With the release of Steven Spielberg’s Lincoln, interest in the famous American President has never been higher. In Lead like Lincoln, I highlighted five key leadership lessons I personally took from the movie. Many other writers have identified additional lessons, both from the movie and the man himself.
Mark Crowley’s insightful article on Fast Company draws heavily on Doris Kearns Goodwin’s Lincoln biography, Team of Rivals. Among the key leadership lessons he identifies from Lincoln’s leadership are:
- his commitment to lifelong learning
- an indomitable sense of purpose
- extraordinary empathy: Lincoln was a great role model for the late Stephen Covey’s principle ‘seek first to understand, then be understood’
- his willingness to build bridges with enemies, by famously creating a Cabinet ‘team of rivals’, men with significantly different views to his.
“In order to win a man to your cause, you must first reach his heart, the great high road to his reason.”
In his feature on TLNT.com, Mark Toth points out Lincoln’s great humility and his willingness to put the good of his country above any personal interests.
Lincoln was renowned as a great communicator, and Mark highlights the astonishing brevity of Lincoln’s two minute Gettysburg address as evidence of this. It’s also a point brought out strongly in the movie’s introductory sequence, where Lincoln talks to a black union soldier who is able to recite the iconic address in its entirety.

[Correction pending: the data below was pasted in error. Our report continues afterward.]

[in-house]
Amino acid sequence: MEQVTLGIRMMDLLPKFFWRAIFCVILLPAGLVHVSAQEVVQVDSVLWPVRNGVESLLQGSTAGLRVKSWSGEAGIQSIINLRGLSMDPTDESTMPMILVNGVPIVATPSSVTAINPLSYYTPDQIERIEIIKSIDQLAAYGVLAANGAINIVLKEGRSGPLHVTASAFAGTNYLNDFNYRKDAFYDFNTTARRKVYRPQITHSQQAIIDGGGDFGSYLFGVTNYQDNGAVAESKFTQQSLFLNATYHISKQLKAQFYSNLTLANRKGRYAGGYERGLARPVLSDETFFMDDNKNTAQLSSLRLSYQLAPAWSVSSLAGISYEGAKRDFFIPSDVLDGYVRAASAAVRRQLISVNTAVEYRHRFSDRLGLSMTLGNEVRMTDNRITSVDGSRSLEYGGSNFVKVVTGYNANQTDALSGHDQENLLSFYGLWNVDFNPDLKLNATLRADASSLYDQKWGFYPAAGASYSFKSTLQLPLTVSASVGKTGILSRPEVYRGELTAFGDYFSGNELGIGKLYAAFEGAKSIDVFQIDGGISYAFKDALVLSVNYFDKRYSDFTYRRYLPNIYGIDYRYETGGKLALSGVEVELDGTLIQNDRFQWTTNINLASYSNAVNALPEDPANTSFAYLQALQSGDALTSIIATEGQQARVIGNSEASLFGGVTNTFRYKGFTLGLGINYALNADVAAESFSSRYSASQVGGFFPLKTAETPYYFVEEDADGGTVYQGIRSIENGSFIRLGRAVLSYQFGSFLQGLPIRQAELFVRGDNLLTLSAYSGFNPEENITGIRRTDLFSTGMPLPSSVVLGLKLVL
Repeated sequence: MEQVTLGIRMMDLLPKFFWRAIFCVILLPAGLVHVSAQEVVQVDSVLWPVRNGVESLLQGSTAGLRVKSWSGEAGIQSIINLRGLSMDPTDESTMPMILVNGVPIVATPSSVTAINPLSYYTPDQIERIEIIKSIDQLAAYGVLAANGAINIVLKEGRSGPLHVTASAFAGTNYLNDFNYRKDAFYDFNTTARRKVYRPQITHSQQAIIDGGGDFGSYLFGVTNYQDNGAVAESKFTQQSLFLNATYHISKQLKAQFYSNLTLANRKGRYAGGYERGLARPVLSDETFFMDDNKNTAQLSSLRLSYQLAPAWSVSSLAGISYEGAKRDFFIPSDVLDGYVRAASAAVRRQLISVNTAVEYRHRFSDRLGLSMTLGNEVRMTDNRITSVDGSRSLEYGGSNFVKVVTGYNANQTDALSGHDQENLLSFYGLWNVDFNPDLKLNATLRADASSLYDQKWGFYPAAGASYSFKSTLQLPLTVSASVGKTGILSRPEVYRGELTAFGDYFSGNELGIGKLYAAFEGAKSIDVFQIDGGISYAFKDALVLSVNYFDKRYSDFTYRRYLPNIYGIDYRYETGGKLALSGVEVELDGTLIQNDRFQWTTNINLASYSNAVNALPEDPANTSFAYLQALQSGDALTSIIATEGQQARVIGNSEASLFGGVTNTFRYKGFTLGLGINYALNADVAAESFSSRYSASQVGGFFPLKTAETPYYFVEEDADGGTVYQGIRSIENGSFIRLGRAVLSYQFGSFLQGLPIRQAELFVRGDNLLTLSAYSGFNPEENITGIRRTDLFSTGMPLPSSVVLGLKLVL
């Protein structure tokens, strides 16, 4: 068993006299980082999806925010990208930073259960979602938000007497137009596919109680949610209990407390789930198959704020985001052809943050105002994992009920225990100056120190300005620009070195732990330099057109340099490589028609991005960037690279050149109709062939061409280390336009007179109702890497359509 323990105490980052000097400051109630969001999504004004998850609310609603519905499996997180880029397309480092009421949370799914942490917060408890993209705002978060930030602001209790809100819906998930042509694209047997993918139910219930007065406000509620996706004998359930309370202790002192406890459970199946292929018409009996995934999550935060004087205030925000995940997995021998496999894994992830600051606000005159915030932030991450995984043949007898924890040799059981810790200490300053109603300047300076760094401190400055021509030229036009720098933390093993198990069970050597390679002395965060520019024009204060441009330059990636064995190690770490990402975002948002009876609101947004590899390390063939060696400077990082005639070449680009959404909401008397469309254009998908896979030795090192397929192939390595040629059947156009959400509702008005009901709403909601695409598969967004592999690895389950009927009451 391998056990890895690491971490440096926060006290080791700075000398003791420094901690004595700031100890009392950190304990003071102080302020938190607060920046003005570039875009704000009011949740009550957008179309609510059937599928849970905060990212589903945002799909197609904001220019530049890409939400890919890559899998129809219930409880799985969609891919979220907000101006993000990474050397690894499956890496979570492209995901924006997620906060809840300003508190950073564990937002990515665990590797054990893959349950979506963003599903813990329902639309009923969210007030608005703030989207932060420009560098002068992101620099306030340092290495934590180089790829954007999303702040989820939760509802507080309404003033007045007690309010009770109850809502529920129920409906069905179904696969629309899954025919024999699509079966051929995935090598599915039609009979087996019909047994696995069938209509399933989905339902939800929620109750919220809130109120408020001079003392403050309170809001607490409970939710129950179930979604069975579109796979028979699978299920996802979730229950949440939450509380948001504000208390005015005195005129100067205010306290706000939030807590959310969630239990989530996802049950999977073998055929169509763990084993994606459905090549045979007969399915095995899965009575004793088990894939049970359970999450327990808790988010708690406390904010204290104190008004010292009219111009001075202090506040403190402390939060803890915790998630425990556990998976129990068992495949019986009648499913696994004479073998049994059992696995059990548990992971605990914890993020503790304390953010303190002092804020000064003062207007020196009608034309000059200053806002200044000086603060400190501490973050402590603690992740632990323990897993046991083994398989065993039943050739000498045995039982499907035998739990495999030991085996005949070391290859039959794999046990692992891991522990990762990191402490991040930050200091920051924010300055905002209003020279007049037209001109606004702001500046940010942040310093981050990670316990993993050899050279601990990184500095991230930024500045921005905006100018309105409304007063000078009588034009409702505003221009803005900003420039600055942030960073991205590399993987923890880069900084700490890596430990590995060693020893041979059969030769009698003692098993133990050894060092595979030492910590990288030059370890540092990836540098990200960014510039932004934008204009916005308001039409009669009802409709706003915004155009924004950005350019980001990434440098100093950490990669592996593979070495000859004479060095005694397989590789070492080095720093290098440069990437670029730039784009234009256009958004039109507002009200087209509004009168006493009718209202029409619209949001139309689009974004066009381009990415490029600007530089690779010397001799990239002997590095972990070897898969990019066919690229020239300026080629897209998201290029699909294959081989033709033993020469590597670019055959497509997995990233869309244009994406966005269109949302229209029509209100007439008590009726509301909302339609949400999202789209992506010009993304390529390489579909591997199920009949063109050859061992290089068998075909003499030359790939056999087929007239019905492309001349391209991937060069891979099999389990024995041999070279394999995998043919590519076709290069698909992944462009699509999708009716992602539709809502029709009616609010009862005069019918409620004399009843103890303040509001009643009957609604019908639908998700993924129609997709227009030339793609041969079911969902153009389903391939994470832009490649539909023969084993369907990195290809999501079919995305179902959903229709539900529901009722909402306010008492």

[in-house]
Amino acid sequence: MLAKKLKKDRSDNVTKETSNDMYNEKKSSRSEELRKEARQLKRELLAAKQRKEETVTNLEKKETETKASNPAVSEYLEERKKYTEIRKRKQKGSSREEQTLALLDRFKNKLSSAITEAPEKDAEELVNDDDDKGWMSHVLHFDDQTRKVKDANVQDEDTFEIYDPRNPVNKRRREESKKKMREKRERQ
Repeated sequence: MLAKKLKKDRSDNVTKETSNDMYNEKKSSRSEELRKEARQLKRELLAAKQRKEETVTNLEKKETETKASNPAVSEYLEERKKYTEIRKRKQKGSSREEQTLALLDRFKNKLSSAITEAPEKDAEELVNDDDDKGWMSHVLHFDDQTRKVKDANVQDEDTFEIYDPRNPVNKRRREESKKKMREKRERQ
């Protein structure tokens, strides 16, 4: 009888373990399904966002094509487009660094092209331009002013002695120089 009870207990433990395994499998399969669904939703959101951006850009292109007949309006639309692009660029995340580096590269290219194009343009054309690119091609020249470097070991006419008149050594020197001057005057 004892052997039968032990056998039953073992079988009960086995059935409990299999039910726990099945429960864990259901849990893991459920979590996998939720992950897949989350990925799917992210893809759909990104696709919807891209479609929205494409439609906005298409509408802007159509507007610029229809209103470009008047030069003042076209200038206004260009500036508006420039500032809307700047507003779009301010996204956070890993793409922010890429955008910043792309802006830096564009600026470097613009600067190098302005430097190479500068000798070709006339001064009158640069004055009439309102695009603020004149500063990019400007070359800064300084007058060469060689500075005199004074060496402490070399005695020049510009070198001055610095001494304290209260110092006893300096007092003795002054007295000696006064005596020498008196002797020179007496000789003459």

I’ve often talked about strengths-based leadership on this site, and the Drucker Institute believes Lincoln may have had a similar approach. One example that management guru Peter Drucker liked to cite was Lincoln’s management of General Ulysses S. Grant, who was winning victories on the battlefield despite an apparent drinking problem. “If I knew his brand,” Lincoln responded, “I’d send a barrel or so to some other generals.” In other words, everyone has weaknesses. Great leaders build on their strengths.
In her article on entrepreneur.com, Stephanie Vozzai also highlights the value to Lincoln of recruiting a team of rivals who were unafraid to challenge him and assert their opposition. Such strong views provoked thoughtful debate as well as inner reflection. But Lincoln was never afraid to be decisive when the debate had taken place.
In Lead like Lincoln we saw how the President used his values to guide his decisions – specifically, a value derived from the mathematical principle: ‘Things which are equal to the same thing are equal to each other.’ Stephanie also highlights this as an example of Lincoln’s tendency to look for inspiration in unlikely places.
On Inc.com, Hitendra Wadhwa points out how, over time, Lincoln developed his mastery of language to serve not just his own interests but those of the American people. He also points out how Lincoln’s intense focus on gradually sculpting and developing his own character became key to his progress.
On theintrovertedleaderblog.com, Jennifer Kahnweiler celebrates Lincoln’s ‘geekiness’: namely, his introvert’s tendency to immerse himself totally in order to gain a deep knowledge of a subject.
On leadershipnow.com, Michael McKinney has a series of interesting ‘Lincoln’s lessons’. One of those lessons is Lincoln’s ability to endure criticism, of which he received plenty. While he usually ignored criticism, when he did feel it important to respond, he did so with grace and humour.
For a more historical perspective, try Nancy Koehn’s enlightening New York Times feature which focuses on Lincoln’s presidency before the events covered by the movie.
In particular, Nancy points out Lincoln’s ability to shift views according to changing circumstances, as Lincoln himself did over time in his attitude to slavery.
And finally, she highlights his ability to experience negative emotions, yet restrain his anger or frustration with others who have displeased him.
It’s an ability that, in our modern world of instant communications, is probably even more relevant today.